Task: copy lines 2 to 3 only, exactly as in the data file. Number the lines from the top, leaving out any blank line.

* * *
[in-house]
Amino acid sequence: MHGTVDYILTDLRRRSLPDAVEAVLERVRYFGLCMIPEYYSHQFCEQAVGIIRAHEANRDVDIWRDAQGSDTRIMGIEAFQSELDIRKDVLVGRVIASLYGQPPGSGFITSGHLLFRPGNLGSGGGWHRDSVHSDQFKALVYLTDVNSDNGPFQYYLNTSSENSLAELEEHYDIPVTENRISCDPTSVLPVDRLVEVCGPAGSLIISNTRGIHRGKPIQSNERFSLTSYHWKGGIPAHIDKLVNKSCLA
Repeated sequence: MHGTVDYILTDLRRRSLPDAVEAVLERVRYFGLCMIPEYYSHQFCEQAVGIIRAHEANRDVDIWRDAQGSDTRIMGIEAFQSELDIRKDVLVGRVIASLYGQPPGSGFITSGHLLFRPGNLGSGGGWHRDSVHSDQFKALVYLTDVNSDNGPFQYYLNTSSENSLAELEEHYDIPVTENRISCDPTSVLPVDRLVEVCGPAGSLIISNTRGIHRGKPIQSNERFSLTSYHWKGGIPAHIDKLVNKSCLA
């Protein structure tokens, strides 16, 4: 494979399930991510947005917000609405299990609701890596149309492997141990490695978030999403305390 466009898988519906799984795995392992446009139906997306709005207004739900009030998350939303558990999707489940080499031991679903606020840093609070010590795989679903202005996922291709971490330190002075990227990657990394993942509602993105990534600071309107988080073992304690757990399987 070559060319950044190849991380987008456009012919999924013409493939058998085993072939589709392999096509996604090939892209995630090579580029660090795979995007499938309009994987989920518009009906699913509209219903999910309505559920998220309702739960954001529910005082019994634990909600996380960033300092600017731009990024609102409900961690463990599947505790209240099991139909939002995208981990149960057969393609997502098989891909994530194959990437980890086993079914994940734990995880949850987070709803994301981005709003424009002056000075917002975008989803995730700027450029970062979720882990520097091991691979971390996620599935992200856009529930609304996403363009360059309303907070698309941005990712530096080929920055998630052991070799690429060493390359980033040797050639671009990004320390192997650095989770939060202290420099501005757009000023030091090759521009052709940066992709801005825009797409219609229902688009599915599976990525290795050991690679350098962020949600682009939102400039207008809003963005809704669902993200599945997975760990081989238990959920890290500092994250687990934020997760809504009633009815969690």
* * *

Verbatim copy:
Amino acid sequence: MHGTVDYILTDLRRRSLPDAVEAVLERVRYFGLCMIPEYYSHQFCEQAVGIIRAHEANRDVDIWRDAQGSDTRIMGIEAFQSELDIRKDVLVGRVIASLYGQPPGSGFITSGHLLFRPGNLGSGGGWHRDSVHSDQFKALVYLTDVNSDNGPFQYYLNTSSENSLAELEEHYDIPVTENRISCDPTSVLPVDRLVEVCGPAGSLIISNTRGIHRGKPIQSNERFSLTSYHWKGGIPAHIDKLVNKSCLA
Repeated sequence: MHGTVDYILTDLRRRSLPDAVEAVLERVRYFGLCMIPEYYSHQFCEQAVGIIRAHEANRDVDIWRDAQGSDTRIMGIEAFQSELDIRKDVLVGRVIASLYGQPPGSGFITSGHLLFRPGNLGSGGGWHRDSVHSDQFKALVYLTDVNSDNGPFQYYLNTSSENSLAELEEHYDIPVTENRISCDPTSVLPVDRLVEVCGPAGSLIISNTRGIHRGKPIQSNERFSLTSYHWKGGIPAHIDKLVNKSCLA